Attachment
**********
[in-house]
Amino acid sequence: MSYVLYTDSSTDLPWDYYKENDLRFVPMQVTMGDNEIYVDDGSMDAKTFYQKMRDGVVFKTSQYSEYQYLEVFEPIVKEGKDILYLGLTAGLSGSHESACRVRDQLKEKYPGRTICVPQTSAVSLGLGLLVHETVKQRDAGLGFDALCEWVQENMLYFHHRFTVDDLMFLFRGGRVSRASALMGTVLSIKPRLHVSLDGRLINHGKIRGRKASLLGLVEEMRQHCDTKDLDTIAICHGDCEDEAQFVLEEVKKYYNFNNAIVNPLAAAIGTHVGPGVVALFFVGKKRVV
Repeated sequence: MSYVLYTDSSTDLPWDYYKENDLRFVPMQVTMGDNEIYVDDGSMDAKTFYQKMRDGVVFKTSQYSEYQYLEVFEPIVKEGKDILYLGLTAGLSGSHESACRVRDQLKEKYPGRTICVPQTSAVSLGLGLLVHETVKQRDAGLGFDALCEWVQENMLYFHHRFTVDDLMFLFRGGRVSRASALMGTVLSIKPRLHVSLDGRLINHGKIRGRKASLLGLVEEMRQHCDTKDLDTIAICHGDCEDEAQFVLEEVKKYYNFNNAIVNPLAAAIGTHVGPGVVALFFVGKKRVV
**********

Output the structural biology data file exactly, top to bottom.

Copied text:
[in-house]
Amino acid sequence: MSYVLYTDSSTDLPWDYYKENDLRFVPMQVTMGDNEIYVDDGSMDAKTFYQKMRDGVVFKTSQYSEYQYLEVFEPIVKEGKDILYLGLTAGLSGSHESACRVRDQLKEKYPGRTICVPQTSAVSLGLGLLVHETVKQRDAGLGFDALCEWVQENMLYFHHRFTVDDLMFLFRGGRVSRASALMGTVLSIKPRLHVSLDGRLINHGKIRGRKASLLGLVEEMRQHCDTKDLDTIAICHGDCEDEAQFVLEEVKKYYNFNNAIVNPLAAAIGTHVGPGVVALFFVGKKRVV
Repeated sequence: MSYVLYTDSSTDLPWDYYKENDLRFVPMQVTMGDNEIYVDDGSMDAKTFYQKMRDGVVFKTSQYSEYQYLEVFEPIVKEGKDILYLGLTAGLSGSHESACRVRDQLKEKYPGRTICVPQTSAVSLGLGLLVHETVKQRDAGLGFDALCEWVQENMLYFHHRFTVDDLMFLFRGGRVSRASALMGTVLSIKPRLHVSLDGRLINHGKIRGRKASLLGLVEEMRQHCDTKDLDTIAICHGDCEDEAQFVLEEVKKYYNFNNAIVNPLAAAIGTHVGPGVVALFFVGKKRVV